Inequality in health

Why is inequality important?

General practice holds a key position in the healthcare system when it comes to inequality. At the Research Unit for General Practice, a research group is dedicated to exploring health inequalities.

The expertise spans across specific diseases, paying special attention to the understanding of inequality and methods to study health inequality. A shared objective is creating research that may help reduce adverse health effects of inequality. The group embraces both the social gradient and vulnerability in patients. A particular research focus is the vulnerability seen in general practice.

The group conducts research in geographical inequality caused by the ‘inverse care law’, as the availability of good medical care tends to vary inversely with the need of the population; those with the greatest needs have the fewest healthcare resources available. Here, general practice is a crucial factor.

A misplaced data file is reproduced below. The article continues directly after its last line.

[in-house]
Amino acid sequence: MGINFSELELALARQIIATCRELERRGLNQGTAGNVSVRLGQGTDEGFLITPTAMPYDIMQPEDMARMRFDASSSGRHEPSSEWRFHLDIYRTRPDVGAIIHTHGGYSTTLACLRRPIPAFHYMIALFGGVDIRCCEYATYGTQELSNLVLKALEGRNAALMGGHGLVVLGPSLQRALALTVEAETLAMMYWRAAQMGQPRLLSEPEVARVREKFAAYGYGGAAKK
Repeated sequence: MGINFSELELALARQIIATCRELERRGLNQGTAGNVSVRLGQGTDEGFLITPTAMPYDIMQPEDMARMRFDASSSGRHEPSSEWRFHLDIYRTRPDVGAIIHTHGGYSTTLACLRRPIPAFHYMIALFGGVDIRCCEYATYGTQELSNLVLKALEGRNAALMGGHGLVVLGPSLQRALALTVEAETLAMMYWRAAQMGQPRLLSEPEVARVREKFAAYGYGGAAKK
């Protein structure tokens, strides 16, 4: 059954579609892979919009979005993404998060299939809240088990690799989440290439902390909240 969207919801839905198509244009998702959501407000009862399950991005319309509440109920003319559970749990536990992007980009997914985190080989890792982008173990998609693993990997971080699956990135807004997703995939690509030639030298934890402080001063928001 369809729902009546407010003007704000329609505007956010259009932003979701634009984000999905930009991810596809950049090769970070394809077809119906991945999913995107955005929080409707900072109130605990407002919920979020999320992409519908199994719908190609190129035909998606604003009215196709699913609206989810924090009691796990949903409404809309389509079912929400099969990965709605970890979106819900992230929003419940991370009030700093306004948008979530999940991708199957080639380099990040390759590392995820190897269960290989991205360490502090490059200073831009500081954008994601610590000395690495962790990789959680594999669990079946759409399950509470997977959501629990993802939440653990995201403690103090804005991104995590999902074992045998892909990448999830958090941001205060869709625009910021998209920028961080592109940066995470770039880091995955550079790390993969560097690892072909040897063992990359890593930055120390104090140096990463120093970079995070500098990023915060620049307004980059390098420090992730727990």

Health inequalities are caused by multiple factors requiring action in many different areas, including childcare, education, housing and work. When social position determines the risk of becoming ill or recovering, we need to establish how we may best organise healthcare and collaborate across sectors.

The research of the group is based on both qualitative and quantitative research methods within medicine, epidemiology, anthropology and psychology.

The research group collaborates closely with international groups in all areas of healthcare.




  • Contact and disease patterns in general practice
  • Escape from inequity in health
  • Improving continuity of health care for vulnerable populations: a Danish perspective on the digital health record ‘HealthEmove’
  • Social inequality in medical treatment (PhD project)
  • Prevalence of critical illness among socially disadvantaged people in Denmark
  • Understanding how the inverse care law operates in a Danish general practice setting